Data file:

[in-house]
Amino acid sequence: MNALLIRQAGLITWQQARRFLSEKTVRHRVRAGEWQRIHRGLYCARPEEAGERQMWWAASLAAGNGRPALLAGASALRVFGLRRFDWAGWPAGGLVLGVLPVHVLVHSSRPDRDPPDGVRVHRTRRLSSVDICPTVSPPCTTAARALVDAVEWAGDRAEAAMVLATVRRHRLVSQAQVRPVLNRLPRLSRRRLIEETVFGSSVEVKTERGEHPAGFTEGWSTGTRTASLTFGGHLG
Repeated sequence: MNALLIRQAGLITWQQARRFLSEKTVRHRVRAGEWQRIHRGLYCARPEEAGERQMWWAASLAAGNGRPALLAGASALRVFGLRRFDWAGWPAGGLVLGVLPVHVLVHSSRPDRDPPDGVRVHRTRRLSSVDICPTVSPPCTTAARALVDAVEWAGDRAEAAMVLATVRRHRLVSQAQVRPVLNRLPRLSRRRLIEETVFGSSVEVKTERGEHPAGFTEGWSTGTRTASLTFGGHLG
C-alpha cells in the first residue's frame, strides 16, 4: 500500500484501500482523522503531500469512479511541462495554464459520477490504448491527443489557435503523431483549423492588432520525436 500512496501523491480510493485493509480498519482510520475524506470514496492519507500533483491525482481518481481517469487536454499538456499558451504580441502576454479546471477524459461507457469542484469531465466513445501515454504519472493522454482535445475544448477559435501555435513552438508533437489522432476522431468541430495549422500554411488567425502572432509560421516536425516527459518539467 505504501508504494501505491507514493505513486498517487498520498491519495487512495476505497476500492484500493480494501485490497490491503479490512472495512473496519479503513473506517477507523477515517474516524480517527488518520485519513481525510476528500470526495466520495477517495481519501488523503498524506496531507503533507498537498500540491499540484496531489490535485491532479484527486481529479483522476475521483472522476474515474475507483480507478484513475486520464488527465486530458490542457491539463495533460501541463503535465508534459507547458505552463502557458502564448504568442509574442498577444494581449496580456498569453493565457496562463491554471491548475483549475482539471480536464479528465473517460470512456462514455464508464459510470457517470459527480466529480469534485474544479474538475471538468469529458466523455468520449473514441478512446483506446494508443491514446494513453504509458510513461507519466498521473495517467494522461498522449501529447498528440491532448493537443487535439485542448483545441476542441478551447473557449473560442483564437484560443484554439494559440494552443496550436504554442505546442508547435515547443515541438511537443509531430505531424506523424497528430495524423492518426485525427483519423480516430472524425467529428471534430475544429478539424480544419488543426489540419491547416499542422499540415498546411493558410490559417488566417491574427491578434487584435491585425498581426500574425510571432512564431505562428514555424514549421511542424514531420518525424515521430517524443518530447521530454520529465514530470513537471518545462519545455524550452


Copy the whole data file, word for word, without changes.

[in-house]
Amino acid sequence: MNALLIRQAGLITWQQARRFLSEKTVRHRVRAGEWQRIHRGLYCARPEEAGERQMWWAASLAAGNGRPALLAGASALRVFGLRRFDWAGWPAGGLVLGVLPVHVLVHSSRPDRDPPDGVRVHRTRRLSSVDICPTVSPPCTTAARALVDAVEWAGDRAEAAMVLATVRRHRLVSQAQVRPVLNRLPRLSRRRLIEETVFGSSVEVKTERGEHPAGFTEGWSTGTRTASLTFGGHLG
Repeated sequence: MNALLIRQAGLITWQQARRFLSEKTVRHRVRAGEWQRIHRGLYCARPEEAGERQMWWAASLAAGNGRPALLAGASALRVFGLRRFDWAGWPAGGLVLGVLPVHVLVHSSRPDRDPPDGVRVHRTRRLSSVDICPTVSPPCTTAARALVDAVEWAGDRAEAAMVLATVRRHRLVSQAQVRPVLNRLPRLSRRRLIEETVFGSSVEVKTERGEHPAGFTEGWSTGTRTASLTFGGHLG
C-alpha cells in the first residue's frame, strides 16, 4: 500500500484501500482523522503531500469512479511541462495554464459520477490504448491527443489557435503523431483549423492588432520525436 500512496501523491480510493485493509480498519482510520475524506470514496492519507500533483491525482481518481481517469487536454499538456499558451504580441502576454479546471477524459461507457469542484469531465466513445501515454504519472493522454482535445475544448477559435501555435513552438508533437489522432476522431468541430495549422500554411488567425502572432509560421516536425516527459518539467 505504501508504494501505491507514493505513486498517487498520498491519495487512495476505497476500492484500493480494501485490497490491503479490512472495512473496519479503513473506517477507523477515517474516524480517527488518520485519513481525510476528500470526495466520495477517495481519501488523503498524506496531507503533507498537498500540491499540484496531489490535485491532479484527486481529479483522476475521483472522476474515474475507483480507478484513475486520464488527465486530458490542457491539463495533460501541463503535465508534459507547458505552463502557458502564448504568442509574442498577444494581449496580456498569453493565457496562463491554471491548475483549475482539471480536464479528465473517460470512456462514455464508464459510470457517470459527480466529480469534485474544479474538475471538468469529458466523455468520449473514441478512446483506446494508443491514446494513453504509458510513461507519466498521473495517467494522461498522449501529447498528440491532448493537443487535439485542448483545441476542441478551447473557449473560442483564437484560443484554439494559440494552443496550436504554442505546442508547435515547443515541438511537443509531430505531424506523424497528430495524423492518426485525427483519423480516430472524425467529428471534430475544429478539424480544419488543426489540419491547416499542422499540415498546411493558410490559417488566417491574427491578434487584435491585425498581426500574425510571432512564431505562428514555424514549421511542424514531420518525424515521430517524443518530447521530454520529465514530470513537471518545462519545455524550452